“Guys love beer. Guys love gadgets. Guys love beer gadgets,” he says.
In 2004, his group designed a series of point-of-sale items for Labatt Blue. Six of the eight patents Labatt claimed were for beer dispensers, four of them attached to sports helmets or hockey masks. Think PEZ, but bigger. “They got a lot of press for us,” Miesieski says. “A nice buzz.” In a commercial featuring the iconic Labatt Blue bear, a couple is seated in a restaurant. She gives the bear a box containing a tie decorated with maple leaves, and he hands the dispenser full of cans across the table and she pops it open. A customer seated behind the bear speaks for the audience: “Awesome.”
Perhaps Labatt’s strangest patent is for a combination beer dispenser and chair, which is best understood when viewed. “We wanted to own the concept,” Miesieski says, explaining why Labatt sought the patents. “To be able to continue to leverage that as a retail promotion. We thought that it was worth protecting.”
Most patent applications—even for the quirkiest of products—make for dry reading. But Bruce Riggs’ application for party goggles made out of beer cans certainly doesn’t. It sounds more like an advertisement than a government document.
“Simply stated, the Party Goggles are the literal personification of the mythical Beer Goggles ‘worn’ by so many intoxicated adults on so many beer-fueled weekend nights all across the nation, and for that matter, the world,” it begins, and never lets up.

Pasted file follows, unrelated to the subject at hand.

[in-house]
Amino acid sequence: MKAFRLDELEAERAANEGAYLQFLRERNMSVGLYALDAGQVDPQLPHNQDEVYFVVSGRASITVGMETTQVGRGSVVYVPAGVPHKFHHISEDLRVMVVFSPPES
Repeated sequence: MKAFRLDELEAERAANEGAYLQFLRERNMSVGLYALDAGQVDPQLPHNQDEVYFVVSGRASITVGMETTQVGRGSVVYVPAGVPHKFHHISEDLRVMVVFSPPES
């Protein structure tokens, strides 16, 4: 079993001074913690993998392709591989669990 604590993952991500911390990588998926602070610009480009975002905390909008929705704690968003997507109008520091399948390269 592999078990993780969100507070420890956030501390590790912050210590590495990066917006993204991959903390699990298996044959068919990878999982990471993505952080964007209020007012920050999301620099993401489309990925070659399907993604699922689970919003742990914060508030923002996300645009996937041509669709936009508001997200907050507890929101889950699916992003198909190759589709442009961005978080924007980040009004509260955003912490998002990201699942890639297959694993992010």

In a 2011 Philadelphia Inquirer article about the inventors of goofy beer gadgets, Don Russell asked Riggs, who works for a gas company in California, if he had been drinking beer when he came up with the idea for his Party Goggles. "Probably," he replied. "It's hard to say." The invention did not provide fame or fortune. Riggs told Russell he briefly had a deal with a large brewing company to produce glasses from their cans, but that fell through.
They must not have appreciated his message. “The Party Goggles present a number of distinct benefits and advantages,” he writes. “Foremost, simply putting on the Party Goggles allows the user to resurrect an otherwise lifeless party from the bowels of mediocrity, or gives the wearer the power to kick an average party into high-gear. How many times have we all been stuck at a fetid fete, marooned at the beer-stained end of a crowded couch, uncomfortably sipping a flat beer and hoping against hope that someone would do or say something interesting, something memorable. That is precisely what the Party Goggles provide, a fun, memorable evening among friends.”
Innovators will continue to reimagine how beer is made, how it is sold, and how it is enjoyed. Patents offer a peek under the hood. Like Party Goggles, they provide a lens through which to view beer’s long and unwieldy history. Also like Party Goggles, the view they offer may not be perfect—because, after all, beer is involved.